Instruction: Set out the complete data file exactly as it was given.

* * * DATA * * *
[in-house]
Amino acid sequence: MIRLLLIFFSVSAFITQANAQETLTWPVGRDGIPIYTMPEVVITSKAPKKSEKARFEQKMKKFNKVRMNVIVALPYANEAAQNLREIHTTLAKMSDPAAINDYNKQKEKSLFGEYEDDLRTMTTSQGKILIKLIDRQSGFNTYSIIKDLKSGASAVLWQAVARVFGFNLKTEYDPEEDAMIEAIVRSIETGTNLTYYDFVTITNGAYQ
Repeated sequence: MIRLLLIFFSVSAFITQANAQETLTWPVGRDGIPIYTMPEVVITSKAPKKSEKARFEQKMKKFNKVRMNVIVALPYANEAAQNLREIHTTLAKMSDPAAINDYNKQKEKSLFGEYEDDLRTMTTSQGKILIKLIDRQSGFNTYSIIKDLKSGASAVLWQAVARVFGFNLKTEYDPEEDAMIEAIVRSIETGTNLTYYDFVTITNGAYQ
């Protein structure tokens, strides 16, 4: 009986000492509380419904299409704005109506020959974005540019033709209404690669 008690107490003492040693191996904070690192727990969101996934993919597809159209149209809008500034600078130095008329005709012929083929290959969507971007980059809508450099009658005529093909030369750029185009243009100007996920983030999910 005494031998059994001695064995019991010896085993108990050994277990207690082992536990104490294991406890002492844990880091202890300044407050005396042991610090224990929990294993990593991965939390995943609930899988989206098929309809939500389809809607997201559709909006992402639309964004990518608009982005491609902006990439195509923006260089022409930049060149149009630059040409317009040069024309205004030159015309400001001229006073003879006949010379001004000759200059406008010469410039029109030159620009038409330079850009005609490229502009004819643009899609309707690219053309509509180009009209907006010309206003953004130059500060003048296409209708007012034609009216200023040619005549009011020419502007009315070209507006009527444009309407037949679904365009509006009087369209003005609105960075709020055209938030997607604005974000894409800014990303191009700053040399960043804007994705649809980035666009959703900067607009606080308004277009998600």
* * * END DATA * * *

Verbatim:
[in-house]
Amino acid sequence: MIRLLLIFFSVSAFITQANAQETLTWPVGRDGIPIYTMPEVVITSKAPKKSEKARFEQKMKKFNKVRMNVIVALPYANEAAQNLREIHTTLAKMSDPAAINDYNKQKEKSLFGEYEDDLRTMTTSQGKILIKLIDRQSGFNTYSIIKDLKSGASAVLWQAVARVFGFNLKTEYDPEEDAMIEAIVRSIETGTNLTYYDFVTITNGAYQ
Repeated sequence: MIRLLLIFFSVSAFITQANAQETLTWPVGRDGIPIYTMPEVVITSKAPKKSEKARFEQKMKKFNKVRMNVIVALPYANEAAQNLREIHTTLAKMSDPAAINDYNKQKEKSLFGEYEDDLRTMTTSQGKILIKLIDRQSGFNTYSIIKDLKSGASAVLWQAVARVFGFNLKTEYDPEEDAMIEAIVRSIETGTNLTYYDFVTITNGAYQ
């Protein structure tokens, strides 16, 4: 009986000492509380419904299409704005109506020959974005540019033709209404690669 008690107490003492040693191996904070690192727990969101996934993919597809159209149209809008500034600078130095008329005709012929083929290959969507971007980059809508450099009658005529093909030369750029185009243009100007996920983030999910 005494031998059994001695064995019991010896085993108990050994277990207690082992536990104490294991406890002492844990880091202890300044407050005396042991610090224990929990294993990593991965939390995943609930899988989206098929309809939500389809809607997201559709909006992402639309964004990518608009982005491609902006990439195509923006260089022409930049060149149009630059040409317009040069024309205004030159015309400001001229006073003879006949010379001004000759200059406008010469410039029109030159620009038409330079850009005609490229502009004819643009899609309707690219053309509509180009009209907006010309206003953004130059500060003048296409209708007012034609009216200023040619005549009011020419502007009315070209507006009527444009309407037949679904365009509006009087369209003005609105960075709020055209938030997607604005974000894409800014990303191009700053040399960043804007994705649809980035666009959703900067607009606080308004277009998600």